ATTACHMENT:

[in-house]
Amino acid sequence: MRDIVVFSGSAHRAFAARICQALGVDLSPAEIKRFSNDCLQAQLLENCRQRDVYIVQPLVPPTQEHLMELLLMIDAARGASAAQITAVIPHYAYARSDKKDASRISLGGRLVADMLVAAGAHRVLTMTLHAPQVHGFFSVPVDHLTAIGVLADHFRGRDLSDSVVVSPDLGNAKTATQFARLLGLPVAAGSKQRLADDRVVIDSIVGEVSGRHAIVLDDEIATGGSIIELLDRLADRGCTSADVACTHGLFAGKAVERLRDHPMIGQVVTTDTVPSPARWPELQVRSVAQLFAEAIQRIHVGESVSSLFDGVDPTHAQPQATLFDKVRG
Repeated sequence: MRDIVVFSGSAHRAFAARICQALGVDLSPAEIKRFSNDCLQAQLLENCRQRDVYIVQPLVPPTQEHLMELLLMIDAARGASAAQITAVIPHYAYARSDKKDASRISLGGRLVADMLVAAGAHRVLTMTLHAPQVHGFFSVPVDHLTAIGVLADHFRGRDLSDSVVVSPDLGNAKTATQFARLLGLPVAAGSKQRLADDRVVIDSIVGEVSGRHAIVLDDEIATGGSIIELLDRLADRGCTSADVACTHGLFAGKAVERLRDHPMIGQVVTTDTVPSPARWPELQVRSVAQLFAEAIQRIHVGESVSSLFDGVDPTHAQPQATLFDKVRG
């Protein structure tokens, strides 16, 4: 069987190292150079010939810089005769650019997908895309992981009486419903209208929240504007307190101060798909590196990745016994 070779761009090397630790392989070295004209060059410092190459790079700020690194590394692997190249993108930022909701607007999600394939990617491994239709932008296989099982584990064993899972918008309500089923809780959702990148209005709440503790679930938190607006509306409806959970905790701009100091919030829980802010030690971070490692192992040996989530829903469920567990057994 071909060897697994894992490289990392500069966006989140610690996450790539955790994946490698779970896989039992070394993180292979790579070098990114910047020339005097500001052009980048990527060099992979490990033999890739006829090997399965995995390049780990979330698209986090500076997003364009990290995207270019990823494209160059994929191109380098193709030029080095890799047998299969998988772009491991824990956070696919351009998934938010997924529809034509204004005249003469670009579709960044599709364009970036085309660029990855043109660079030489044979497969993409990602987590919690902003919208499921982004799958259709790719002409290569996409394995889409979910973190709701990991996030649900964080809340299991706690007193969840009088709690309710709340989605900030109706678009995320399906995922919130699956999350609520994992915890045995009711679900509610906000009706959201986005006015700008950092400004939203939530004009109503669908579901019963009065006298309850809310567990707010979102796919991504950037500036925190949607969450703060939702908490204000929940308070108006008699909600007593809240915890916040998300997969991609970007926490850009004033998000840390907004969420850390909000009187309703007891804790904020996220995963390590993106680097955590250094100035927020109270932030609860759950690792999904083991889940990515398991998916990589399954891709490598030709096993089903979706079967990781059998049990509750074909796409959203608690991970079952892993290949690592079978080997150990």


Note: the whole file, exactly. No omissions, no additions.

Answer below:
[in-house]
Amino acid sequence: MRDIVVFSGSAHRAFAARICQALGVDLSPAEIKRFSNDCLQAQLLENCRQRDVYIVQPLVPPTQEHLMELLLMIDAARGASAAQITAVIPHYAYARSDKKDASRISLGGRLVADMLVAAGAHRVLTMTLHAPQVHGFFSVPVDHLTAIGVLADHFRGRDLSDSVVVSPDLGNAKTATQFARLLGLPVAAGSKQRLADDRVVIDSIVGEVSGRHAIVLDDEIATGGSIIELLDRLADRGCTSADVACTHGLFAGKAVERLRDHPMIGQVVTTDTVPSPARWPELQVRSVAQLFAEAIQRIHVGESVSSLFDGVDPTHAQPQATLFDKVRG
Repeated sequence: MRDIVVFSGSAHRAFAARICQALGVDLSPAEIKRFSNDCLQAQLLENCRQRDVYIVQPLVPPTQEHLMELLLMIDAARGASAAQITAVIPHYAYARSDKKDASRISLGGRLVADMLVAAGAHRVLTMTLHAPQVHGFFSVPVDHLTAIGVLADHFRGRDLSDSVVVSPDLGNAKTATQFARLLGLPVAAGSKQRLADDRVVIDSIVGEVSGRHAIVLDDEIATGGSIIELLDRLADRGCTSADVACTHGLFAGKAVERLRDHPMIGQVVTTDTVPSPARWPELQVRSVAQLFAEAIQRIHVGESVSSLFDGVDPTHAQPQATLFDKVRG
């Protein structure tokens, strides 16, 4: 069987190292150079010939810089005769650019997908895309992981009486419903209208929240504007307190101060798909590196990745016994 070779761009090397630790392989070295004209060059410092190459790079700020690194590394692997190249993108930022909701607007999600394939990617491994239709932008296989099982584990064993899972918008309500089923809780959702990148209005709440503790679930938190607006509306409806959970905790701009100091919030829980802010030690971070490692192992040996989530829903469920567990057994 071909060897697994894992490289990392500069966006989140610690996450790539955790994946490698779970896989039992070394993180292979790579070098990114910047020339005097500001052009980048990527060099992979490990033999890739006829090997399965995995390049780990979330698209986090500076997003364009990290995207270019990823494209160059994929191109380098193709030029080095890799047998299969998988772009491991824990956070696919351009998934938010997924529809034509204004005249003469670009579709960044599709364009970036085309660029990855043109660079030489044979497969993409990602987590919690902003919208499921982004799958259709790719002409290569996409394995889409979910973190709701990991996030649900964080809340299991706690007193969840009088709690309710709340989605900030109706678009995320399906995922919130699956999350609520994992915890045995009711679900509610906000009706959201986005006015700008950092400004939203939530004009109503669908579901019963009065006298309850809310567990707010979102796919991504950037500036925190949607969450703060939702908490204000929940308070108006008699909600007593809240915890916040998300997969991609970007926490850009004033998000840390907004969420850390909000009187309703007891804790904020996220995963390590993106680097955590250094100035927020109270932030609860759950690792999904083991889940990515398991998916990589399954891709490598030709096993089903979706079967990781059998049990509750074909796409959203608690991970079952892993290949690592079978080997150990």